With flair and compassion, the film shows us the buoyant pre-war spirit that had begun to unravel as people began to understand what was happening around them.


A Illusion review by Joan Ellis.

The Harmonists is a fascinating movie. Set in Berlin during the late 20s, the story bristles with the playfulness of a culture very much like that of New York during the same period. The two cities sang and danced and celebrated new talent until their abandon was snuffed out-in America by the Depression, and in Germany by the Depression and the rise of anti-Semitism.

Based on a true story, the movie tells the tale of a 20-year-old student baritone named Harry Frommermann (Ulrich Noethen), who forms a singing group modeled after "The Revellers," an American a cappella group. Harry fills his sextet from newspaper ads, arranges songs for five-part harmony, and secures a date for their public debut. The ebullient singers, mixing humor with song, open to a wildly enthusiastic audience, go on tour, and become one of the first singing groups to become a national sensation. It is 1927.

For six years, the Harmonists enjoy their burgeoning success while playing out individual domestic dramas on the side. Life is good. Engulfed in euphoria, they ignore the anti-Semitic signals they don't want to see. One day they are summoned by the Reich Music Association "to discuss the non-Aryans in your group." Three of the six are Jewish.

Staunch in the belief that their success will insulate them from the new persecution, they visit the U.S., where they sing to the U.S. fleet gathered in New York Harbor. They hear anti-Nazi catcalls, but cling to the comfort of their lives in Berlin. Overruling Harry's argument that it is dangerous to go home, the majority decides to return. They are immediately condemned by the authorities under the Nuremburg laws of 1935 as "inappropriate for the morals of the German people." They are allowed one final concert in Munich.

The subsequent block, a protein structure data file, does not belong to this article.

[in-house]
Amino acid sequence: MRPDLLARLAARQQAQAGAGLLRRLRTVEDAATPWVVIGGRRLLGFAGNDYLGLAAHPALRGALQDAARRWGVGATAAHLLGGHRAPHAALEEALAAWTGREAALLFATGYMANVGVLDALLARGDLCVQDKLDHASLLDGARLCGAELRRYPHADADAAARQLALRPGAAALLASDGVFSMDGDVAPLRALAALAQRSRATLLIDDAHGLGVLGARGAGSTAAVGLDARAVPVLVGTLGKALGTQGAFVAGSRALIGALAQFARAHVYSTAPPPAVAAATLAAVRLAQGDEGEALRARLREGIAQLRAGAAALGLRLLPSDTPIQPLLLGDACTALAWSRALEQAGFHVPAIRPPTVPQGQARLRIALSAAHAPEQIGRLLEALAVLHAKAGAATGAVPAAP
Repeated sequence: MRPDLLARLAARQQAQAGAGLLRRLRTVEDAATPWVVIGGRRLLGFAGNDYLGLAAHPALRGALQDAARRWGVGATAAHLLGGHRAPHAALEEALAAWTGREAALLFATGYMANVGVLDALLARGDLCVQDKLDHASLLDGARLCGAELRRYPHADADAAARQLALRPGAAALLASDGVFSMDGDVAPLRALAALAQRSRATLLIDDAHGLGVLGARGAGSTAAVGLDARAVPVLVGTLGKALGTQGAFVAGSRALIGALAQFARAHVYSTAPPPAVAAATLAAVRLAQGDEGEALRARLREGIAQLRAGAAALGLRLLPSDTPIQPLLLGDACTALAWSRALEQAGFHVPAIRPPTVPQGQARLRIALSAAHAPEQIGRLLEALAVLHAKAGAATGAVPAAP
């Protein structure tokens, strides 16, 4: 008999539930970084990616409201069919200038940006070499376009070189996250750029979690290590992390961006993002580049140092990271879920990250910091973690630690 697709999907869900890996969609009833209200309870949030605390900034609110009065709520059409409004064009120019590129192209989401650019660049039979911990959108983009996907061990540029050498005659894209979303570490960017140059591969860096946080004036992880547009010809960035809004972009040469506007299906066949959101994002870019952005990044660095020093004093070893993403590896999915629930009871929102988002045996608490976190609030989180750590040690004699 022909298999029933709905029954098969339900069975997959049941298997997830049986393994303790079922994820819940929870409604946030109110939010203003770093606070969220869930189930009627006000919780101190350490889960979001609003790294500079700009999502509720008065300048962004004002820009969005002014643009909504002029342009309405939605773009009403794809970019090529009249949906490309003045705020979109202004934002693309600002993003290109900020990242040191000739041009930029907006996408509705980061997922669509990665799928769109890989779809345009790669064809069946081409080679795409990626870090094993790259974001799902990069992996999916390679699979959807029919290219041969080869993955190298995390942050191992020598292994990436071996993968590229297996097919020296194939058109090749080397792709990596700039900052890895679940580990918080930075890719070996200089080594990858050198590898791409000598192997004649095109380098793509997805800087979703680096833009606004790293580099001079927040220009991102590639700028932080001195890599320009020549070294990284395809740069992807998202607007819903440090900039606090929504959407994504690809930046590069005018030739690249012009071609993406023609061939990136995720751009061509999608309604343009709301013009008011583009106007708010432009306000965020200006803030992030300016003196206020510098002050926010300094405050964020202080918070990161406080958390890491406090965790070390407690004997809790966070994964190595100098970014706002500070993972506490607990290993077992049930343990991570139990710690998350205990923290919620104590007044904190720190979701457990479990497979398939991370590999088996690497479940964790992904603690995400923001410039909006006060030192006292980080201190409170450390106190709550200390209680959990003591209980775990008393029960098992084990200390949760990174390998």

Dressed in their jaunty uniforms of white vests and red bow ties, the Harmonists sing to front rows flanked by Nazi flags and packed with Nazi brass. Permission for brutality hangs in the air. The soldiers have been anointed. The innocent joy of the Harmonists dissolves.

As the movie builds to the farewell concert and inevitable separation, director Joseph Vilsmaier uses a masterful touch to create the poignancy of naivete in the grim light of hindsight. Directing his fine German cast as a happy band of innocents in an increasingly ominous time, he creates a mood of nostalgia for the last playful moments before the tragedy of World War II.

Ulrich Noethen's Harry is the sweet-tempered anchor for the group. Noethen and the supporting players, especially Ben Becker as Robert Biberti, jump to life in a group portrait of the innovative singers who brought a new sound to their country. By the mid-30s, destruction of Germany's arts and entertainment had become prelude to destruction of its people. With flair and compassion, the film shows us the buoyant pre-war spirit that had begun to unravel as people began to understand what was happening around them.

Film Critic : JOAN ELLIS
Word Count : 500
Studio : Miramax
Rating : R
Running time : 1h54m

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